MICROBIOLOGY AND VETERINARY IMMUNOLOGY - 2022/3
Module code: MMVM001
In light of the Covid-19 pandemic the University has revised its courses to incorporate the ‘Hybrid Learning Experience’ in a departure from previous academic years and previously published information. The University has changed the delivery (and in some cases the content) of its programmes. Further information on the general principles of hybrid learning can be found at: Hybrid learning experience | University of Surrey.
We have updated key module information regarding the pattern of assessment and overall student workload to inform student module choices. We are currently working on bringing remaining published information up to date to reflect current practice in time for the start of the academic year 2021/22.
This means that some information within the programme and module catalogue will be subject to change. Current students are invited to contact their Programme Leader or Academic Hive with any questions relating to the information available.
This first module aims to review the basic properties of microorganisms and the host immune system.
It is designed to act both as a refresher for those that have recently taken Microbiology or Immunology courses and as a starting point in either subject for those that may have previously focussed more on one side or the other. As a result we will start at a basic level but quickly build to provide you with a deeper knowledge in both subjects.
By asking questions such as 'What is a pathogen?' and 'How does the immune system work?', we will explore the impact of the host-microorganism interactions in healthy and diseased hosts
School of Veterinary Medicine
RITCHIE Jennifer (Biosc & Med)
Number of Credits: 15
ECTS Credits: 7.5
Framework: FHEQ Level 7
JACs code: C522
Module cap (Maximum number of students): N/A
Overall student workload
Independent Learning Hours: 114
Lecture Hours: 23
Tutorial Hours: 4
Laboratory Hours: 9
Prerequisites / Co-requisites
To have fulfilled the entry requirements for the MSc Programme.
Indicative content includes:
· Introduction to the host-microorganism-environment triad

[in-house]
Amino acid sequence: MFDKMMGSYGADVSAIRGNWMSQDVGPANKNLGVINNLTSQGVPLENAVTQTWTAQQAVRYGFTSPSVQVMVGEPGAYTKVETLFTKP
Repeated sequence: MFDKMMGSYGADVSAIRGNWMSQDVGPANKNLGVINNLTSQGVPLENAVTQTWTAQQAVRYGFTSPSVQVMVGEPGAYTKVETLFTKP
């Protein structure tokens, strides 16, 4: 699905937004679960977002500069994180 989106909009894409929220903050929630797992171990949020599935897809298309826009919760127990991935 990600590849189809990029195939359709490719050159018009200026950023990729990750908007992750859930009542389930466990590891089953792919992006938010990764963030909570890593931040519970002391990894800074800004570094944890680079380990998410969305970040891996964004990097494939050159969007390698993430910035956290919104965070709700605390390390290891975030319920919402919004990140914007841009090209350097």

· Bacterial structure and function
· Bacterial culture and its limitations
· Introduction to Parasitology: major groups of parasites
· Introduction to Virology: virus structure and function
· Viral detection, culture and its limitations
- Fungi as pathogens
- Introduction to Immunology and vaccine development
· Tissues, cells and molecules of the immune system
· Innate immunity
· Adaptive immunity: Antigen recognition/processing
· Adaptive immunity: T cell action
- Adaptive immunity: B cells and antibodies
· Review of immunology (tutorial)
· Practical: Identification of unknown infectious agents using basic bacteriology techniques
- Practical: Self-design exercise based on an adaptive immunity (vaccine) scenario
|Assessment type||Unit of assessment||Weighting|
|Coursework||PRACTICAL REPORT - BACTERIOLOGY||30|
|Examination||Examination (short answer questions, complete in 90 mins)||70|
The assessment strategy is designed to provide students with the opportunity to demonstrate their knowledge and understanding of key concepts in microbiology and immunology. Two types of assessment will be used: i) bacteriology laboratory report and ii) exam-based short answer questions. The bacteriology laboratory report will be completed as coursework with submission during the module and will enable students to demonstrate understanding of how various bacteriological techniques can be applied to identify unknown infectious agents. Completion of the laboratory report allows students to demonstrate key transferable skills including independence, time management and organisation, critical thinking as well as subject-specific knowledge. The exam will consist of a series of short answer questions, covering key concepts and some problem-based learning questions that bring are linked to the practicals/tutorials. Students must attempt to answer all questions. Thus, students have an opportunity to demonstrate understanding of both the theoretical and practical aspects of host-microorganism relationships.
Thus, the summative assessment for this module consists of:
· Exam (short answer questions, all attempted, 90 mins) (70%)
· Practical report (Bacteriology report due date mid module) (30%)
Formative assessment and feedback